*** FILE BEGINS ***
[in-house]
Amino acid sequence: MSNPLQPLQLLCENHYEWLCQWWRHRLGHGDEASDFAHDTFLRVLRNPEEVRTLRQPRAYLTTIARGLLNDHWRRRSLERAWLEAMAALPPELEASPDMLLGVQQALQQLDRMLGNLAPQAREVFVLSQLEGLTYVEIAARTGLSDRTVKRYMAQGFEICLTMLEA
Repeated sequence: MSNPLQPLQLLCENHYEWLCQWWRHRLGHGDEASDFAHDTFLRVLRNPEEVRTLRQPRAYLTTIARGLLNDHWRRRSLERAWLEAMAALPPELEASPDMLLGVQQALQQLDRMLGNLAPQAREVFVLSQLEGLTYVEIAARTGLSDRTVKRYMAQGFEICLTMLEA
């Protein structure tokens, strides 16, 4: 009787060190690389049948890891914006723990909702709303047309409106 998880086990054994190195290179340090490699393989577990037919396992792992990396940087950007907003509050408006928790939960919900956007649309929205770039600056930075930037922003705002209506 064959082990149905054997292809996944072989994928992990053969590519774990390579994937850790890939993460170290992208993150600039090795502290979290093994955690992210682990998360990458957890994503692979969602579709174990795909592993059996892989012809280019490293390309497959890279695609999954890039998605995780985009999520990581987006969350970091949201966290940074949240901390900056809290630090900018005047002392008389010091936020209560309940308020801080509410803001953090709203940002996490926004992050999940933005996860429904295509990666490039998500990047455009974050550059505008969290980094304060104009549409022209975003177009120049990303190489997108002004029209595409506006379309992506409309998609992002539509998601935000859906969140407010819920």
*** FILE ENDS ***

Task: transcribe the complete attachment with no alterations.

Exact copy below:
[in-house]
Amino acid sequence: MSNPLQPLQLLCENHYEWLCQWWRHRLGHGDEASDFAHDTFLRVLRNPEEVRTLRQPRAYLTTIARGLLNDHWRRRSLERAWLEAMAALPPELEASPDMLLGVQQALQQLDRMLGNLAPQAREVFVLSQLEGLTYVEIAARTGLSDRTVKRYMAQGFEICLTMLEA
Repeated sequence: MSNPLQPLQLLCENHYEWLCQWWRHRLGHGDEASDFAHDTFLRVLRNPEEVRTLRQPRAYLTTIARGLLNDHWRRRSLERAWLEAMAALPPELEASPDMLLGVQQALQQLDRMLGNLAPQAREVFVLSQLEGLTYVEIAARTGLSDRTVKRYMAQGFEICLTMLEA
């Protein structure tokens, strides 16, 4: 009787060190690389049948890891914006723990909702709303047309409106 998880086990054994190195290179340090490699393989577990037919396992792992990396940087950007907003509050408006928790939960919900956007649309929205770039600056930075930037922003705002209506 064959082990149905054997292809996944072989994928992990053969590519774990390579994937850790890939993460170290992208993150600039090795502290979290093994955690992210682990998360990458957890994503692979969602579709174990795909592993059996892989012809280019490293390309497959890279695609999954890039998605995780985009999520990581987006969350970091949201966290940074949240901390900056809290630090900018005047002392008389010091936020209560309940308020801080509410803001953090709203940002996490926004992050999940933005996860429904295509990666490039998500990047455009974050550059505008969290980094304060104009549409022209975003177009120049990303190489997108002004029209595409506006379309992506409309998609992002539509998601935000859906969140407010819920």